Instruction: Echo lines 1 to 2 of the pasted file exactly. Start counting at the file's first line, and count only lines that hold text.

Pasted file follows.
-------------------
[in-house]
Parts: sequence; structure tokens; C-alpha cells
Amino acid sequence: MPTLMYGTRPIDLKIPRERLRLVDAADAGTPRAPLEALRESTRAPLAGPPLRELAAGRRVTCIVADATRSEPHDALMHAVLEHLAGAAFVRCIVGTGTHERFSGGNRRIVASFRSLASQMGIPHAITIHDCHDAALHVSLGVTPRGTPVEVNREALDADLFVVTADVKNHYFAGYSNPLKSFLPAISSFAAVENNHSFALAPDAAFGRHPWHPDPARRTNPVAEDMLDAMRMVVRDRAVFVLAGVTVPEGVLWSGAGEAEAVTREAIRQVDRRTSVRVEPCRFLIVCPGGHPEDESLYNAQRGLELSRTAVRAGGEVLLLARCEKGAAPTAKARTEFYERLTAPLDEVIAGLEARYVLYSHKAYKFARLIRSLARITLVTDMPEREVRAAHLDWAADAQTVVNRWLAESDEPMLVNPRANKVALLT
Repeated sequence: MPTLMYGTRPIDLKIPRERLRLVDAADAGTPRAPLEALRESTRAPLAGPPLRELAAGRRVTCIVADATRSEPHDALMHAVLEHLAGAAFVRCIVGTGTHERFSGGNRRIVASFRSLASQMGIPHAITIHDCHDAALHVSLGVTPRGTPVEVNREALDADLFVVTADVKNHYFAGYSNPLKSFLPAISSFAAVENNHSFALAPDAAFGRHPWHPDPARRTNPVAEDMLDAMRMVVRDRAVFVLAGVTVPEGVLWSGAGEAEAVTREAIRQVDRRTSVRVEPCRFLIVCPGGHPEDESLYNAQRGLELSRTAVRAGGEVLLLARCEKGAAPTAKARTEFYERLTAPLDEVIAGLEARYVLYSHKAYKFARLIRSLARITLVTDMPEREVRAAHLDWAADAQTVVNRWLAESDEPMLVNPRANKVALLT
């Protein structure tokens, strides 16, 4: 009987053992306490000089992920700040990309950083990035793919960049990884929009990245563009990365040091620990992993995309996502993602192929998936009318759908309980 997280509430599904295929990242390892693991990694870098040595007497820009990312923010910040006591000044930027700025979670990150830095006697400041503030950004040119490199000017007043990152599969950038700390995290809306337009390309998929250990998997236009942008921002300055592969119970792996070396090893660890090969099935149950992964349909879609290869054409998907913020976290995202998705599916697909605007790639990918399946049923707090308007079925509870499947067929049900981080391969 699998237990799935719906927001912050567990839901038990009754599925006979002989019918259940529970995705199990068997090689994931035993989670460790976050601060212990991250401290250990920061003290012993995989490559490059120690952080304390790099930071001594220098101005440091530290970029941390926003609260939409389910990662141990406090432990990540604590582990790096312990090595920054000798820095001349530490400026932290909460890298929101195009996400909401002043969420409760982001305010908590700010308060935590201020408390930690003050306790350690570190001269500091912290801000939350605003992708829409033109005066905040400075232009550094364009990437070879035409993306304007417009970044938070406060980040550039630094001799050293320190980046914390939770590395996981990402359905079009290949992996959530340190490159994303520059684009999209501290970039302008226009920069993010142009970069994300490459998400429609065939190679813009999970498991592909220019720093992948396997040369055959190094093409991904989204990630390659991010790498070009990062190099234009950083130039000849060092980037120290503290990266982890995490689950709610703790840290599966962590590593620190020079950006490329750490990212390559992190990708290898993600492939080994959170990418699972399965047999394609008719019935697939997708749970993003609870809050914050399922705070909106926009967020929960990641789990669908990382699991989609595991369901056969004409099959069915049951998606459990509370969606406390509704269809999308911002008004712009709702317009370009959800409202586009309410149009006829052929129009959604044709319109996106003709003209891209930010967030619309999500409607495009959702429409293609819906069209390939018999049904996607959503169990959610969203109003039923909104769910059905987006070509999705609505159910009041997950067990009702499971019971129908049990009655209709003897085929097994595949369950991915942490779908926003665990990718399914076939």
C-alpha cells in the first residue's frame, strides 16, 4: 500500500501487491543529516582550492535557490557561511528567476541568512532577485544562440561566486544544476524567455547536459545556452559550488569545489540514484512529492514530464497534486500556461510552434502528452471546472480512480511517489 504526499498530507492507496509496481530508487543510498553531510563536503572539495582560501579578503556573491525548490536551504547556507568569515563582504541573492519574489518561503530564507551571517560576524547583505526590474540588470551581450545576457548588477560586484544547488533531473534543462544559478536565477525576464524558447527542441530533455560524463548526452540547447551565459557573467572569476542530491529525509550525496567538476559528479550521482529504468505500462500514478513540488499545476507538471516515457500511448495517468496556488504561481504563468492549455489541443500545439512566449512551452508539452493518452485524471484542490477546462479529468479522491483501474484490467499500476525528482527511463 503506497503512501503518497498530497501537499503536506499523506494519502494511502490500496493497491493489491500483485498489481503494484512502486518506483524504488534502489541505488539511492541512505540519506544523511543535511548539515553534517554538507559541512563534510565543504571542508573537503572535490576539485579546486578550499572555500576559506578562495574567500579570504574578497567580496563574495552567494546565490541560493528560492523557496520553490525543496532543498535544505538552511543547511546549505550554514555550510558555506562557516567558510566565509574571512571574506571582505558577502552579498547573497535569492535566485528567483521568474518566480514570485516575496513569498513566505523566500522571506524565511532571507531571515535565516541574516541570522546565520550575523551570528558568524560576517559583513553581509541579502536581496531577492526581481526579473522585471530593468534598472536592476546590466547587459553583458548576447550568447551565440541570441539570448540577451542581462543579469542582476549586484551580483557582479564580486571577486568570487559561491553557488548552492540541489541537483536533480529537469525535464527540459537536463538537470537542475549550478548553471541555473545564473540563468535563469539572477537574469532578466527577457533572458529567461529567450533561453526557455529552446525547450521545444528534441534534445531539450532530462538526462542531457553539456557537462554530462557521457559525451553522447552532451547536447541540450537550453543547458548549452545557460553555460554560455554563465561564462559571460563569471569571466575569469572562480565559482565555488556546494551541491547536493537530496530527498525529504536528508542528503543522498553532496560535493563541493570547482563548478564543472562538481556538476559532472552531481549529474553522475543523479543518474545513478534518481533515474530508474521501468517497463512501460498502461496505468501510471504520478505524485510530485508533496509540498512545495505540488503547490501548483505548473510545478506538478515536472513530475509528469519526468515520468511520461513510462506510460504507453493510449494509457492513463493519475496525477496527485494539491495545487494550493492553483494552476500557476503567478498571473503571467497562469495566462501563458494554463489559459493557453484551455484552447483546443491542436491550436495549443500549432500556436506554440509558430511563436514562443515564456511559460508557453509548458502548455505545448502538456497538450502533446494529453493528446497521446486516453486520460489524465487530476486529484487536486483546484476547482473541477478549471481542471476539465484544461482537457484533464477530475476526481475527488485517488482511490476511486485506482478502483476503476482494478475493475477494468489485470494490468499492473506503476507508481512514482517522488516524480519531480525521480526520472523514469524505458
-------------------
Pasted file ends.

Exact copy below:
[in-house]
Parts: sequence; structure tokens; C-alpha cells